Rehistoricizing the Sovereignty Principle: Stature, Decline, and Anxieties About a Foundational Norm

  • Amy Niang


This chapter historicizes “the sovereignty principle” in the making of “the international.” Focusing on three distinct moments—(a) the “legal” conventions that guided the Berlin Conference (1884/1885), (b) the short-lived experiment of a Franco-African Union (1946–1958), and (c) the various deliberations on self-determination that took place in the inter- and post-war periods—it contends that contrary to conventional wisdom, sovereignty is not a fixed and unchanging fact, but a flexible, mutable, negotiable, and layered normative principle. In the specific context of the three instances analyzed, the chapter suggests that sovereignty functions, respectively, as a “relational,” a “divisible,” and a “modernization-bound” norm. The chapter thus contends that both colonialism and decolonization have to be (re)conceptualized in the manner in which they came to (re)distribute sovereign effects.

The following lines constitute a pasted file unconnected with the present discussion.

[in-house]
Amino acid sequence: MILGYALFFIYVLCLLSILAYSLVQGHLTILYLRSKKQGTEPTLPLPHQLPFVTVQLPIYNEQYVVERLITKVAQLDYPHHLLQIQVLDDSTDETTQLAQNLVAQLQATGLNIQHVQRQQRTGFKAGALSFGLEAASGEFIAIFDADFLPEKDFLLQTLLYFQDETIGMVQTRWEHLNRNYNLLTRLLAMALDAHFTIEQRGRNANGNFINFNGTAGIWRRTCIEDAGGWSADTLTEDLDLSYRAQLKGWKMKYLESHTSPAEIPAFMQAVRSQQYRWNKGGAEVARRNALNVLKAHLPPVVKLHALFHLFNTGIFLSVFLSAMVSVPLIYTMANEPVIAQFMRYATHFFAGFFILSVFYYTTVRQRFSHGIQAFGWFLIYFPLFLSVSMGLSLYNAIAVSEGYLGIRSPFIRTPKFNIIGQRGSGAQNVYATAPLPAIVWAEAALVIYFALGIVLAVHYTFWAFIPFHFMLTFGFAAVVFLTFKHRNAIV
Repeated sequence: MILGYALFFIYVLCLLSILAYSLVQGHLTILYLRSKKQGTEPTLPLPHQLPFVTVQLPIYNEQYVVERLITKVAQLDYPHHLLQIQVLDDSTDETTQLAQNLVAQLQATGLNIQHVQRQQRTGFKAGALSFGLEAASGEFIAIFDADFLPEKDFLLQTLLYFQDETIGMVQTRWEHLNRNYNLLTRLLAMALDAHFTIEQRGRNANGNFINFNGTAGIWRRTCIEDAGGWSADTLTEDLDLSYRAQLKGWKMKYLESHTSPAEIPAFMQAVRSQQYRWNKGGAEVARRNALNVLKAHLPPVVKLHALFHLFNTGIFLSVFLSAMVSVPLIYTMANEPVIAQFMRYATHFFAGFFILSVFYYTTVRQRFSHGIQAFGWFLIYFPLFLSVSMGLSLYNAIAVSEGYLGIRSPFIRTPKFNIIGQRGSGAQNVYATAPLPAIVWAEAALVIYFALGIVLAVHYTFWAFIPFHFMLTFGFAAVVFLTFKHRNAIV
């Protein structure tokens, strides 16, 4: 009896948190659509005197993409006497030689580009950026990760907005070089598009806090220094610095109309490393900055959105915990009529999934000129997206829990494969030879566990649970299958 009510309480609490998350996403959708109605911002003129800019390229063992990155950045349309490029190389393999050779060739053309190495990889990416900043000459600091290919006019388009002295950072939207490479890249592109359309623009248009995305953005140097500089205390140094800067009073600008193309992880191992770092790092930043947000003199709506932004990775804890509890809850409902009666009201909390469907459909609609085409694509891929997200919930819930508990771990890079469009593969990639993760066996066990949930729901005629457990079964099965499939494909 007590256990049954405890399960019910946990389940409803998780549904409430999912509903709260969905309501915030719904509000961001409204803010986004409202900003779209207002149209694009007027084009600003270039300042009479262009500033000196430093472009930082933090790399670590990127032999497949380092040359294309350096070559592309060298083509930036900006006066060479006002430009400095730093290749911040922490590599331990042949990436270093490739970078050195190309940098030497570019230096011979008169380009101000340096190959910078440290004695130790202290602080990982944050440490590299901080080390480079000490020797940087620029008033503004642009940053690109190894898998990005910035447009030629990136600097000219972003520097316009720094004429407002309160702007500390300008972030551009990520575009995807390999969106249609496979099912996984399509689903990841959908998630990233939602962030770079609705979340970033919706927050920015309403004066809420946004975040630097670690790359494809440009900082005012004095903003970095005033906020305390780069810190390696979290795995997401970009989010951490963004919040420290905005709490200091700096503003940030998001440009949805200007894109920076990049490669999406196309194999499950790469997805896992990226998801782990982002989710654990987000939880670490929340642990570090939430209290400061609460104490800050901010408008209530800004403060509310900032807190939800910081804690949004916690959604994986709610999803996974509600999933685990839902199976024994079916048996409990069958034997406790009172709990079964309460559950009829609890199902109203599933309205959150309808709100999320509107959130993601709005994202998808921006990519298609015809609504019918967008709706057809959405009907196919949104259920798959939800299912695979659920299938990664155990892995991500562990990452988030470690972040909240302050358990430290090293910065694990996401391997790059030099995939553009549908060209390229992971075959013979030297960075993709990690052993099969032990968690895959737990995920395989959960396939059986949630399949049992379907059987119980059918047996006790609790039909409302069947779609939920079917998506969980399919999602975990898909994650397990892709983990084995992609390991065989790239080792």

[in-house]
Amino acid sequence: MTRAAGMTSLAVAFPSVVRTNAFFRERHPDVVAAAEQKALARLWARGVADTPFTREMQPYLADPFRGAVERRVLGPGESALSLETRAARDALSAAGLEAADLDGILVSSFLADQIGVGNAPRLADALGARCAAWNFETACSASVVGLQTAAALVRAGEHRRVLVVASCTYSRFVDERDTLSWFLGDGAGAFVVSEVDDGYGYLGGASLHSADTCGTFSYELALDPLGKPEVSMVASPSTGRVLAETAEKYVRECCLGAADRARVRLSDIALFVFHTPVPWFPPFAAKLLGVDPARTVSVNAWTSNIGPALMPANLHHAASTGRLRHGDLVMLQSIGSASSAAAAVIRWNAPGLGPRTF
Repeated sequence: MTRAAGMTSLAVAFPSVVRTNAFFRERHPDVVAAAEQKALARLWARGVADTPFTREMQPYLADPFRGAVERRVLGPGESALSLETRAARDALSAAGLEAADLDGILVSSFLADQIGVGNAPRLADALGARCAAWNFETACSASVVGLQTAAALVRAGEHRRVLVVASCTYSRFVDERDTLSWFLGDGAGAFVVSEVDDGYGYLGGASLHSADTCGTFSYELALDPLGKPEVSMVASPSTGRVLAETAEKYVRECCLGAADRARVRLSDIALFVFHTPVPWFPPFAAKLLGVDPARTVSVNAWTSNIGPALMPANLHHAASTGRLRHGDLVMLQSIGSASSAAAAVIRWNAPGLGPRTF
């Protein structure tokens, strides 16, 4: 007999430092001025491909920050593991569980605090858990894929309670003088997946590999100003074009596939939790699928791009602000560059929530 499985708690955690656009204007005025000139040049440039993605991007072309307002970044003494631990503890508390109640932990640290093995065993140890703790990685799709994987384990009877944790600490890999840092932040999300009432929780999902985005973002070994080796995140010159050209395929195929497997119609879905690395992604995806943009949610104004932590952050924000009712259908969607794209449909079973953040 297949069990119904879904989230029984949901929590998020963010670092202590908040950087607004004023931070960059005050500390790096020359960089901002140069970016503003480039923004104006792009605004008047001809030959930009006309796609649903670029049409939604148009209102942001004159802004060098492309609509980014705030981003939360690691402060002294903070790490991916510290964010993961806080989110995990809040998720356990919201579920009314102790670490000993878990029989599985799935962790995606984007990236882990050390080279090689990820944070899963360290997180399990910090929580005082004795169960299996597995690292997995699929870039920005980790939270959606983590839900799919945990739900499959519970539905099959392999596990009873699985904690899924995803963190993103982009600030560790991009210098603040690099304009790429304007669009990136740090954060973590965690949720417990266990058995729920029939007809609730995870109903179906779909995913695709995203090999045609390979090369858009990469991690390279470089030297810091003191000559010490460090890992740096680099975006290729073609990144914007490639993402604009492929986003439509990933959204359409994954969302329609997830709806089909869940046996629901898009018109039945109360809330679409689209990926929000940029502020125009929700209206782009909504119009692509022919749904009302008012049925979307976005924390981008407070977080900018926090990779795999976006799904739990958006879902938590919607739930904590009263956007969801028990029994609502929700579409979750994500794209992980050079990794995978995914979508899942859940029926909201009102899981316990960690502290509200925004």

Sovereignty International relations Africa Franco-African Union Decolonization Colonization Berlin Conference Norms Ontology The international 


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© The Author(s) 2018

Authors and Affiliations

  • Amy Niang
    • 1
  1. 1.University of the WitwatersrandJohannesburgSouth Africa

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